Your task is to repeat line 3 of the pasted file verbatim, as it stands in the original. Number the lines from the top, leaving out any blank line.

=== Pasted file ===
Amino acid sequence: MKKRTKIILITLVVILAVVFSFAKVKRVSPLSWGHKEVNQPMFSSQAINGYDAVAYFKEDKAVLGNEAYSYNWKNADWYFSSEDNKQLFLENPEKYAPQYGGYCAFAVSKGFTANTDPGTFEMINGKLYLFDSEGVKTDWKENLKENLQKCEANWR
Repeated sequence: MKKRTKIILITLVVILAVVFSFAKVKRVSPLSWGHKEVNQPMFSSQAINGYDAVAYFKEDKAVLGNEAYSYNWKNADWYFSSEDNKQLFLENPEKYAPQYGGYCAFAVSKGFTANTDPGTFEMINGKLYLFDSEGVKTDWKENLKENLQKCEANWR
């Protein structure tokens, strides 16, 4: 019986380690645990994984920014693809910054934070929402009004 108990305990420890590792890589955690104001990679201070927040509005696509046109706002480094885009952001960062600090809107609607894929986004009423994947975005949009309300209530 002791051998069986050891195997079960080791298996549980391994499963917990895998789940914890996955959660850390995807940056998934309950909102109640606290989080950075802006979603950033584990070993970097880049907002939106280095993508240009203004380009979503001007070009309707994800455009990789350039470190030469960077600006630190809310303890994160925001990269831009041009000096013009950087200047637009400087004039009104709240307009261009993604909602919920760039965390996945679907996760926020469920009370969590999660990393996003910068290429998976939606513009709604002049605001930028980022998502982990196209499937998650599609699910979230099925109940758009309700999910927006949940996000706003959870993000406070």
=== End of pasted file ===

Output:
């Protein structure tokens, strides 16, 4: 019986380690645990994984920014693809910054934070929402009004 108990305990420890590792890589955690104001990679201070927040509005696509046109706002480094885009952001960062600090809107609607894929986004009423994947975005949009309300209530 002791051998069986050891195997079960080791298996549980391994499963917990895998789940914890996955959660850390995807940056998934309950909102109640606290989080950075802006979603950033584990070993970097880049907002939106280095993508240009203004380009979503001007070009309707994800455009990789350039470190030469960077600006630190809310303890994160925001990269831009041009000096013009950087200047637009400087004039009104709240307009261009993604909602919920760039965390996945679907996760926020469920009370969590999660990393996003910068290429998976939606513009709604002049605001930028980022998502982990196209499937998650599609699910979230099925109940758009309700999910927006949940996000706003959870993000406070």